How Long Does it Take to Get to REM Sleep
Based on research, sleep was found out to be a very complicated process. And while you sleep, your brain goes through different cycles of activity; the two main distinct parts include the NREM, or Non-REM sleep and the REM or the Rapid Eye Movement Cycle sleep.
In a normal sleep cycle, REM sleep usually happens approximately 90 minutes after you fall asleep and it gradually increases as you continue to be in a sleeping state.
As we enter REM sleep, our eyes start darting back and forth, or are “rapidly moving” and the brain is at its most active. This is where our most vivid dreams occur.
It is said that REM sleep is the brain-restorative part of sleep as it allows our brain to gather and process all information from the day before they are implanted into our long-term memory. Therefore, the more it is attained, the more it does its work to keep our brain in its healthiest state.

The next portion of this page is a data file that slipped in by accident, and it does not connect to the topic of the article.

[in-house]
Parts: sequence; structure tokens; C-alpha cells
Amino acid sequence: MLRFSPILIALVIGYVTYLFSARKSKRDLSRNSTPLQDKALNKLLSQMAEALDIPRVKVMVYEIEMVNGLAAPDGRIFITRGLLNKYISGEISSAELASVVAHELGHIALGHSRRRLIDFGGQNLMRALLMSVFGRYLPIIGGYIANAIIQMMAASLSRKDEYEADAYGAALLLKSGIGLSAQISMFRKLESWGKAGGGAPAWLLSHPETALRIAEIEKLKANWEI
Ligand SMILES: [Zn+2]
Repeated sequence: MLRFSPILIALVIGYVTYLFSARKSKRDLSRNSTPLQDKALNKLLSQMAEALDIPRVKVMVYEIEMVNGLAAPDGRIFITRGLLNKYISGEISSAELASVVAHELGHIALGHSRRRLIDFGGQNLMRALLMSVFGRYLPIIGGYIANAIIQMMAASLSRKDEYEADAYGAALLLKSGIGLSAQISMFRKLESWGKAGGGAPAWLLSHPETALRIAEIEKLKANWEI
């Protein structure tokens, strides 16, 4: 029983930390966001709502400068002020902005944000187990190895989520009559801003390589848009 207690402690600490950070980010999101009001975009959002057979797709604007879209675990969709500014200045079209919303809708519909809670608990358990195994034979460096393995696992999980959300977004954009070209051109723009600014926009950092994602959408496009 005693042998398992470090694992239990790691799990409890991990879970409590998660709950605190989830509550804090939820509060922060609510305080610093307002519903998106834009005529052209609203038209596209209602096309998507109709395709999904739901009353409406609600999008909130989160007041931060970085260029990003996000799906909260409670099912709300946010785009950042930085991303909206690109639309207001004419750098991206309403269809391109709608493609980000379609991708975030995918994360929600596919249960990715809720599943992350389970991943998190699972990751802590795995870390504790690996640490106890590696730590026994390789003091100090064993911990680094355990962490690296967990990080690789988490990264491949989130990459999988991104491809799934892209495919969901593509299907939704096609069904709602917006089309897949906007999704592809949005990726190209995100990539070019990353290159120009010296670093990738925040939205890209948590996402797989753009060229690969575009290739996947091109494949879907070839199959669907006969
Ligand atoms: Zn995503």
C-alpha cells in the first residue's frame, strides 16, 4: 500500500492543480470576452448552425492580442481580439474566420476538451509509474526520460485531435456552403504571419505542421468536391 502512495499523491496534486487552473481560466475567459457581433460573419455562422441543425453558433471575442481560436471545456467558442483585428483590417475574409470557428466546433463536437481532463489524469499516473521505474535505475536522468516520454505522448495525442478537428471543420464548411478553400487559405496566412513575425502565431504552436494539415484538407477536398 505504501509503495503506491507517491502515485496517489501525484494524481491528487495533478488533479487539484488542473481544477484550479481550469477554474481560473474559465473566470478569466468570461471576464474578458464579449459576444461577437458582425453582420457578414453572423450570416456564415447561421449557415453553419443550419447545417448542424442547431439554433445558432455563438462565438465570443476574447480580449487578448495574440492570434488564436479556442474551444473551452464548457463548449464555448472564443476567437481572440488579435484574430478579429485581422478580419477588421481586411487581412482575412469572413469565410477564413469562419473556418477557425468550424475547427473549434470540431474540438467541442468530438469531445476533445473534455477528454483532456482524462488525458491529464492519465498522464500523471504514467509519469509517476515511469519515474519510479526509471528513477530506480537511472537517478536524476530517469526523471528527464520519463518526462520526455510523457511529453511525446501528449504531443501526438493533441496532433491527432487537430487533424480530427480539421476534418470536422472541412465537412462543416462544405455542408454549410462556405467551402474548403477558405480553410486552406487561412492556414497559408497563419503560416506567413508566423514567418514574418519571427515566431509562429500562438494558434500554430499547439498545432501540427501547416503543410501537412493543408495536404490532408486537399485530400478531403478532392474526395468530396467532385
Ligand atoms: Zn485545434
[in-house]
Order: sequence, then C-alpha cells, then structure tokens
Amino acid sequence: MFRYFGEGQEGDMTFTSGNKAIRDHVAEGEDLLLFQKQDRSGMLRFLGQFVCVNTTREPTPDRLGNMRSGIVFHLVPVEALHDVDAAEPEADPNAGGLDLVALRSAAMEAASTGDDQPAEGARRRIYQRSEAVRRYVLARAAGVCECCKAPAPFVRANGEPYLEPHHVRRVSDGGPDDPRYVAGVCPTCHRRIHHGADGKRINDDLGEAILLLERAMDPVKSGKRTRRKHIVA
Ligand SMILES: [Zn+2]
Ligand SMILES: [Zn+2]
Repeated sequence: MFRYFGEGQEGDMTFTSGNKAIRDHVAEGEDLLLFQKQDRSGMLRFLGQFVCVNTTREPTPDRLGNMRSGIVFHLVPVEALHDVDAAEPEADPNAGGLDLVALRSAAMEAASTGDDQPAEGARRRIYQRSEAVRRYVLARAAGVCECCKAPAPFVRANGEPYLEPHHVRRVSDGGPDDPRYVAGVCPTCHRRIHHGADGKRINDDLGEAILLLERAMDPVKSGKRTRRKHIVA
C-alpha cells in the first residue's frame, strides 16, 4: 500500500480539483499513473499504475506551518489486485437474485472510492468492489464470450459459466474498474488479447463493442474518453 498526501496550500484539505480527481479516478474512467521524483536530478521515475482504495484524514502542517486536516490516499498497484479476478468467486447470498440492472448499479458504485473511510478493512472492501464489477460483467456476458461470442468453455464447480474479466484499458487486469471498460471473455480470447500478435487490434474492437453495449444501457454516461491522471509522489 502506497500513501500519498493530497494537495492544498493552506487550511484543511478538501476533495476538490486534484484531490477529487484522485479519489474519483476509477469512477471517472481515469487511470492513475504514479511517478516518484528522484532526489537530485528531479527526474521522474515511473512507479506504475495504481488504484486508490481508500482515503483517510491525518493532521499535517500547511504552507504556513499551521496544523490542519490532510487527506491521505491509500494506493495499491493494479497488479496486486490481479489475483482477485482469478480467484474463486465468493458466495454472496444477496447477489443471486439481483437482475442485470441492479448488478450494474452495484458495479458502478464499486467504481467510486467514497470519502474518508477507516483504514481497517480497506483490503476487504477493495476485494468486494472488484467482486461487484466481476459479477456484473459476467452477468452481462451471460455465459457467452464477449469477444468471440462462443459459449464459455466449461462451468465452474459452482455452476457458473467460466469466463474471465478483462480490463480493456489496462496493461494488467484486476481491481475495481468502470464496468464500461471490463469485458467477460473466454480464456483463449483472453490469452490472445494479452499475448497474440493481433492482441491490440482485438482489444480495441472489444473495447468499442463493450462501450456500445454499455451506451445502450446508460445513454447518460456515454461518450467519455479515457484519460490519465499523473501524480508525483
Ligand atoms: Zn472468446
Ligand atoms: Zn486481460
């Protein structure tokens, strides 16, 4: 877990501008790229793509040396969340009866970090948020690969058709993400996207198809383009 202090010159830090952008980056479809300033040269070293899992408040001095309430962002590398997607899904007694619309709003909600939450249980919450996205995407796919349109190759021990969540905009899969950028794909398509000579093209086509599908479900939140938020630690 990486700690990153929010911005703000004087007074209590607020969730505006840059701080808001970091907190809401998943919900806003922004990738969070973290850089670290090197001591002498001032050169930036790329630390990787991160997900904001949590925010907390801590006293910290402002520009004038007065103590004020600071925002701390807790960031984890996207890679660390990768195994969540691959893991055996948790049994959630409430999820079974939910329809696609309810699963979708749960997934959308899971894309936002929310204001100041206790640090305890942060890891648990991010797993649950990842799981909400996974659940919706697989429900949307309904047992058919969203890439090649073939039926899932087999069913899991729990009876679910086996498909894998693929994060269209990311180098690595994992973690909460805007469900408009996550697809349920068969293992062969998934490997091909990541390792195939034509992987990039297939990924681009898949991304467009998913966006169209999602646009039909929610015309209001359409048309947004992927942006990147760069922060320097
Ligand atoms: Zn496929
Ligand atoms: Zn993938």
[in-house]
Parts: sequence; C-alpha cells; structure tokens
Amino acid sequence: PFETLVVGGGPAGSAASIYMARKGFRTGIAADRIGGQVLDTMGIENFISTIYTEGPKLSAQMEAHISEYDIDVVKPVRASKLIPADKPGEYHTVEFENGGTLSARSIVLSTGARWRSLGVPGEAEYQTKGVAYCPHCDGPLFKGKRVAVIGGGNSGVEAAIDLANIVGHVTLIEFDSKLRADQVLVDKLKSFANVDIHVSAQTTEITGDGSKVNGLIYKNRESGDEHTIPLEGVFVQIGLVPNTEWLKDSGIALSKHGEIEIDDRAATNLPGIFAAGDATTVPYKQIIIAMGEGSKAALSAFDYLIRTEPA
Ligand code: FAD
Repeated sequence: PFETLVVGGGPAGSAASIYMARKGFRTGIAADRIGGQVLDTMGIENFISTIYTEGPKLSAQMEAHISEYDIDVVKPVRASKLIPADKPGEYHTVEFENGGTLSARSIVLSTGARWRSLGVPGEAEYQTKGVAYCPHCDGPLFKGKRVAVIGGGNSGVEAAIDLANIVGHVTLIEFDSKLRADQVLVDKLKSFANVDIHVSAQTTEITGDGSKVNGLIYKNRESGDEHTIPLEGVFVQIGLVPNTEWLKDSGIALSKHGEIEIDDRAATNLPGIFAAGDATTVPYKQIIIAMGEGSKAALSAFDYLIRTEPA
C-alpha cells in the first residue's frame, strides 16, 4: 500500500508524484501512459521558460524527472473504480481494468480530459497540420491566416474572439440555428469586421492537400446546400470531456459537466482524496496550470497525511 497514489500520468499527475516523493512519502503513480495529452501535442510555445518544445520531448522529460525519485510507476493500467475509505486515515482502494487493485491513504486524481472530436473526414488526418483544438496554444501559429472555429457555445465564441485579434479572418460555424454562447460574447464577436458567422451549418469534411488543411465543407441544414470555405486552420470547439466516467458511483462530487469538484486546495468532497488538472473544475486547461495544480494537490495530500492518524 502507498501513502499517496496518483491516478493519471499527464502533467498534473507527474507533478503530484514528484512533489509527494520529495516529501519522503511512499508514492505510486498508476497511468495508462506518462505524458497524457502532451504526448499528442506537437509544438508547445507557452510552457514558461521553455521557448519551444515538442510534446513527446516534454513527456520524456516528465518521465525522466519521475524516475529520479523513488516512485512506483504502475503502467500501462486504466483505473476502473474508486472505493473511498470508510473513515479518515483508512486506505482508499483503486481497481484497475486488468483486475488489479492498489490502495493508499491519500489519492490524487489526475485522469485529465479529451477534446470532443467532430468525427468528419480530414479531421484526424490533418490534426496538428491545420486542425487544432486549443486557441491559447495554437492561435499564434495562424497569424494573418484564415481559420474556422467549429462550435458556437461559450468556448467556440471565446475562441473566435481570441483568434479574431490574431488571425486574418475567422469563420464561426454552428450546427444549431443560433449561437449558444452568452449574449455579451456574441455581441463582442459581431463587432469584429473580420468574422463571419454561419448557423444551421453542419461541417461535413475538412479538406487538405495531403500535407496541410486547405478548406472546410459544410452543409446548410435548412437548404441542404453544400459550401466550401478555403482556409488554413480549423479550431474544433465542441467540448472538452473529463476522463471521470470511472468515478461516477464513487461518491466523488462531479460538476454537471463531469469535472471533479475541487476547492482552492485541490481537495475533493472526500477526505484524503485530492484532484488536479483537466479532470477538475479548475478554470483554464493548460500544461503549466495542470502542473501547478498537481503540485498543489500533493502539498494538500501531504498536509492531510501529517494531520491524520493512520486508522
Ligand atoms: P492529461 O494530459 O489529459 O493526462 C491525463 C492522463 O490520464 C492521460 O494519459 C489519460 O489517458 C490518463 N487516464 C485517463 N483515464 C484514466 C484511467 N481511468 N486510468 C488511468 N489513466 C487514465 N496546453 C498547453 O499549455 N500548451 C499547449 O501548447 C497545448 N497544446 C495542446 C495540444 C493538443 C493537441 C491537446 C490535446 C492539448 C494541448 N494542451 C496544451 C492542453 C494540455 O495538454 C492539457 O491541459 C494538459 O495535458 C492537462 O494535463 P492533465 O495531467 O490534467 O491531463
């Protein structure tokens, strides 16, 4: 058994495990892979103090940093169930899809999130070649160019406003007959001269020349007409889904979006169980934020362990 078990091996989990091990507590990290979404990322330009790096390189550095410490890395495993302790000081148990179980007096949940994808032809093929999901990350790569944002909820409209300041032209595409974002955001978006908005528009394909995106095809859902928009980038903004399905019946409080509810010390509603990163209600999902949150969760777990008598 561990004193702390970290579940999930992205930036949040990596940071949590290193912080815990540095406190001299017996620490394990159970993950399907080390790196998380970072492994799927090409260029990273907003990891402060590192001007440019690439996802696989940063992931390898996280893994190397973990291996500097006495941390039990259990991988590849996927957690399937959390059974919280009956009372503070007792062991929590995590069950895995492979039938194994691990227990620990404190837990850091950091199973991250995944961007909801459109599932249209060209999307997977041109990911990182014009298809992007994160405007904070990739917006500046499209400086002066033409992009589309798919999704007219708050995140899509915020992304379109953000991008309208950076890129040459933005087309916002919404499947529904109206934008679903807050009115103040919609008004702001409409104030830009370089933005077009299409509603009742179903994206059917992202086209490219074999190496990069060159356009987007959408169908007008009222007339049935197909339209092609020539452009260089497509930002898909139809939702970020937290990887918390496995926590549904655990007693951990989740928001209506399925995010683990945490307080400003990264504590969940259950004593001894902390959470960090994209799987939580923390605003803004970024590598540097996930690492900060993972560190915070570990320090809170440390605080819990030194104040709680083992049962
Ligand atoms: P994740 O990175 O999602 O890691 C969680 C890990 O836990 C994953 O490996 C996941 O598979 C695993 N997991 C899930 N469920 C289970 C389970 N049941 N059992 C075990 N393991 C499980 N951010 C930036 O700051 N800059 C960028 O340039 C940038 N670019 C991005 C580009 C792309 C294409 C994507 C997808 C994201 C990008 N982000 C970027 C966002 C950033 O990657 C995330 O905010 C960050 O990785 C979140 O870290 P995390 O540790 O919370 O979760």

As the first 90 minutes or so of our sleeping time is the most crucial, the goal is to keep it from being disrupted. Otherwise, it affects our whole sleep cycle during the night which leaves us with the feeling of irritability, lack of concentration, grogginess, and tiredness all throughout the day.
A bedroom environment conducive to sleep can greatly affect your chances of getting more REM sleep. Keep your bedroom cool and dark. A soft bedside lamp, instead of a bright lampshade switched on during the night can do so much difference. Consider AUKEY Table Lamp, Touch Sensor Bedside Lamps + Dimmable Warm White Light & Color Changing RGB for Bedrooms as it creates the darkness desired in the bedroom without letting your trip over things. Click on the product link to know more about its benefits.